Many modern stereo recordings favour the slower approach of Menuhin and Elgar. Menuhin himself in his stereo remake in 1965 was slightly quicker (just under 48 minutes) than he had been in 1932, but Pinchas Zukerman in his two studio versions took a little over 50 minutes in his first recording and a little under 49 in his second. Both of Nigel Kennedy's recordings play for nearly 54 minutes. Itzhak Perlman's is slightly faster, at just over 47 minutes; and Dong-Suk Kang's takes under 45 minutes. The slowest version recorded is with Ida Haendel and Sir Adrian Boult conducting the London Philharmonic Orchestra, at well over 55 minutes. A recording released in 2006 used a text based on Elgar's manuscript score rather than the published version.[6] Reviewing the CD in June 2006 the Gramophone critic Edward Greenfield observed, "... the differences are very small ... I have to confess that had I not been told, I might have appreciated only two of them."[n 6]

The BBC Radio 3 feature "Building a Library" has presented comparative reviews of all available versions of the concerto on two occasions. The Penguin Guide to Recorded Classical Music, 2008, has three pages of reviews of recordings of the work. The versions recommended by both the BBC and The Penguin Guide are those by Menuhin (1932) and Sammons (1929).[26][27]

Notes and references



  1. ^ Elgar and Reed spent much time together and became lifelong friends. Elgar had already had help with the sketches from the violinist Leonora Speyer (professionally known as Madame von Stosch) in January 1910.[5] In March of that year Reed played through the sketches of the concerto, at Elgar's London flat.[5]
  2. ^ The violinist Philippe Graffin, who recorded a performance using the manuscript rather than the published score in 2006, counted 40 differences between Elgar's original text and the published version, although most of them are very slight.[6]
  3. ^ The performance took place at a gathering organised by Frank Schuster before the 1910 Three Choirs Festival.[7] Reed recalled the occasion: "The guests were all assembled and the lights lowered ... Sir Edward took his seat at the piano, and a tense whisper to me 'You are not going to leave me all alone in the tuttis, are you?' we began. ... I must confess to a few qualms as I took my violin out of its case that Sunday evening, and realised that probably nearly all the prominent musicians engaged in the Festival were there, besides some of the musical critics and the house party, but my fears vanished at the first note, and I became thrilled by the atmosphere created, the very evident appreciation of the listeners and the magnetic force which flowed from Sir Edward."[4]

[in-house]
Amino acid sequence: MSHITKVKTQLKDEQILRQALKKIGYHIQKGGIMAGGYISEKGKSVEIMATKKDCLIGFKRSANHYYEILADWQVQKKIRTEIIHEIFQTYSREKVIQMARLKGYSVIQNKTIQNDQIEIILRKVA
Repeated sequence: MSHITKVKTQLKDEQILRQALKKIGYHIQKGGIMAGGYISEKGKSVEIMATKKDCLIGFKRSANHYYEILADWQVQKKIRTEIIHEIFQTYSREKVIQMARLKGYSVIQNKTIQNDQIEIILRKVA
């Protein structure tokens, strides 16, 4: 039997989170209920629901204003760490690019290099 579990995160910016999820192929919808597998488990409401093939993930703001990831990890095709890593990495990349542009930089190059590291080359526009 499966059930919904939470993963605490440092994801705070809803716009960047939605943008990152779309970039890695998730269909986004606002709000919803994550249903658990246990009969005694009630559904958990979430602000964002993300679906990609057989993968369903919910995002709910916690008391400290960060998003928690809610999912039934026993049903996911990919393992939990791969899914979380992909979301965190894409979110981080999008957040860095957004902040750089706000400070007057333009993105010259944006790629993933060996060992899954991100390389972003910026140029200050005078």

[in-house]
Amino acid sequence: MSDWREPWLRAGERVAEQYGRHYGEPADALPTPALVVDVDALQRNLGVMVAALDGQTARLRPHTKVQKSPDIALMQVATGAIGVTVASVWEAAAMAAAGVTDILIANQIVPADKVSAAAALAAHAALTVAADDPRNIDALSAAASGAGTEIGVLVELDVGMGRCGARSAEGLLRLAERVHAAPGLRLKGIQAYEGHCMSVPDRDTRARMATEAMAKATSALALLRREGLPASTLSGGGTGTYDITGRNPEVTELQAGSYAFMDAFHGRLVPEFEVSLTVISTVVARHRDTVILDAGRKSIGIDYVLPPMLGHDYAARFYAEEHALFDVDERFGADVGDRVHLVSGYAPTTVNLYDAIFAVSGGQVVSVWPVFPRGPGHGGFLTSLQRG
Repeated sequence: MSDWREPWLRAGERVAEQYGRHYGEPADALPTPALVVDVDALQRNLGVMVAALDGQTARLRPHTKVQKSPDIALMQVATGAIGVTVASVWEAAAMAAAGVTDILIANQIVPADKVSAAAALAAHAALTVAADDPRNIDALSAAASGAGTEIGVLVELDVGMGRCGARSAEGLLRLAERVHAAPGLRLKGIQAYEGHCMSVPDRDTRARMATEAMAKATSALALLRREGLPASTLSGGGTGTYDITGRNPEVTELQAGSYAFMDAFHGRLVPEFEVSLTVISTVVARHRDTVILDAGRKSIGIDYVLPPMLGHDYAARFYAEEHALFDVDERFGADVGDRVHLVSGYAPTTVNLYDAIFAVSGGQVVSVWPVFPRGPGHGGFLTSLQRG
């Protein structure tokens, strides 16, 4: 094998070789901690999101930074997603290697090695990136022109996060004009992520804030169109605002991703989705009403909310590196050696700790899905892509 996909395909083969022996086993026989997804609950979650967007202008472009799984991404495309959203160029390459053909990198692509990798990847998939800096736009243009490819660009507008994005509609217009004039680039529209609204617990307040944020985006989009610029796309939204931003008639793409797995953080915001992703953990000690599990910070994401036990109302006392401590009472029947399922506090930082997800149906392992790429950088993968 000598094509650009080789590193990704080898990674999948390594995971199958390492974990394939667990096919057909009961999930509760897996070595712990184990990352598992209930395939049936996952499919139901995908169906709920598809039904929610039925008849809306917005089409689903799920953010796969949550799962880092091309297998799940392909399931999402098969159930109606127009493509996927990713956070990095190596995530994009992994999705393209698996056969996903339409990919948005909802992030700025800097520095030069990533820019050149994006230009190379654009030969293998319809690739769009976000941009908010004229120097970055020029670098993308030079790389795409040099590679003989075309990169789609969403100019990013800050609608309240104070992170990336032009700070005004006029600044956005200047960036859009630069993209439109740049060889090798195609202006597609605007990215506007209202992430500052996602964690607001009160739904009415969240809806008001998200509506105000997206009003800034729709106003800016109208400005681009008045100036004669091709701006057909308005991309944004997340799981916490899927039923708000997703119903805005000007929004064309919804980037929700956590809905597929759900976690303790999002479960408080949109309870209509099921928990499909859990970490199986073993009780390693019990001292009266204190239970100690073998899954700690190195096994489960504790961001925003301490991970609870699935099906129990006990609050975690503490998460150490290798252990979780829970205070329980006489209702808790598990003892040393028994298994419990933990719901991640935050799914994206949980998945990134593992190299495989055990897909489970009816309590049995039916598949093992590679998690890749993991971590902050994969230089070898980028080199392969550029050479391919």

4. ^ Alice Elgar's diaries mention that Julia Worthington was called "Pippa" by her friends – a five-letter name. In 1950, Mrs Powell wrote to the composer Harold Rutland,[citation needed] "What a curious fact it is that people seem to prefer anything but a fact. Having kept my promise to Lady Elgar for 40 years not to reveal the 'Secret of the Five Dots', I find now that no one cares to know the truth, and I have even heard something about 'pricked bubbles'."
  5. ^ Elgar referred to several of the themes as "Windflower" themes, but the name is particularly associated with this theme.[15] The theme reappears in the finale; the critic Samuel Langford wrote of it, "Each time the opening phrase of melody is repeated it vanishes in a mysterious coruscation of ascending notes which suggest the swift passing of a beauty once cherished as the hope and sum of life".[20]
  6. ^ "At two points in the first movement brief passagework which originally used triplet quavers was changed in the finished version to semiquaver groups. That is over in a flash each time, but more noticeable is the fact that the double-stopped violin flourish on the final page of the finale is less elaborate than what we know. That change, it seems, is owed not to Kreisler but to Lady Elgar, urging such a change on her husband, who duly responded."[25]


  1. ^ a b c d Kennedy, Michael (1993). Liner notes to EMI CD CDM 7-64725-2
  2. ^ Kennedy, Michael (1984). Liner notes to EMI CD CD-EMX-2058
  3. ^ From The Hereford Times, 7 October 1905, quoted in liner notes to Chandos CD CHSA 5083 (2010)
  4. ^ a b Reed, W. H. "Elgar's Violin Concerto", Music & Letters, Vol. 16, No. 1 (January 1935), pp. 30–36, Oxford University Press, accessed 4 December 2010 (subscription required)
  5. ^ a b Reed, p. 100
  6. ^ a b Cullingford, Martin, "Philippe Graffin on Elgar's Original Violin Concerto", Gramophone, June 2006, p. 49
  7. ^ Reed, p. 102
  8. ^ a b Reed, p. 103
  9. ^ a b Anderson, p. 117
  10. ^ See, for example, reviews in The Times, 7 September 1951, p. 8; 3 October 1952, p. 9; 28 September 1954, p. 2; 16 April 1956, p. 3; and 10 October 1958, p. 20
  11. ^ "Schedule" Archived 15 September 2010 at the Wayback Machine Nikolaj Znaider, accessed 2 December 2010
  12. ^ Duchen, Jessica, "Elgar's Other, Dotty Enigma", The Independent, 6 August 2010
  13. ^ a b Kennedy (1970), p. 44
  14. ^ a b Kennedy (1987), p.129
  15. ^ a b c Kennedy, Michael (2010). Liner notes to Hallé CD CD HLL 7521
  16. ^ "Edward Elgar: A maestro you can bank on", The Independent, 16 March 2007.
  17. ^ Moore, p.612
  18. ^ Powell, p.86
  19. ^ Moore, p. 586
  20. ^ Kennedy (1970), p. 46
  21. ^ a b c Kennedy (1970), p. 45
  22. ^ Kennedy (1987), p. 302
  23. ^ Gaisberg, quoted in Sanders, Alan "Historic Recordings", Gramophone, November 1989, p. 196
  24. ^ Sanders, Alan "Historic Recordings", Gramophone, November 1989, p. 196
  25. ^ Greenfield, Edward,"Elgar's first thoughts are brought vividly to life", Gramophone, June 2006, p. 49
  26. ^ Building a Library, BBC Radio 3, and Building a Library BBC Radio 3, accessed 24 October 2010
  27. ^ March, pp. 425–28


  • Anderson, Robert (1990). Elgar in Manuscript. Boston Spa: British Library. ISBN 0-7123-0203-4.
  • Gaisberg, Frederick William (1946). Music on Record. London: Robert Hale. OCLC 17703599.
  • Kennedy, Michael (1970). Elgar Orchestral Music. London: BBC. OCLC 252020259.
  • Kennedy, Michael (1987). Portrait of Elgar (Third ed.). Oxford: Clarendon Press. ISBN 0-19-284017-7.
  • March, Ivan, ed. (2008). The Penguin Guide to Recorded Classical Music. London: Penguin Books. ISBN 978-0-14-103336-5.
  • Powell, Dora M. (1949). Elgar: Memories of a Variation (Third ed.). London: Methuen. OCLC 504704196.
  • Reed, W.H. (1946). Elgar. London: Dent. OCLC 8858707.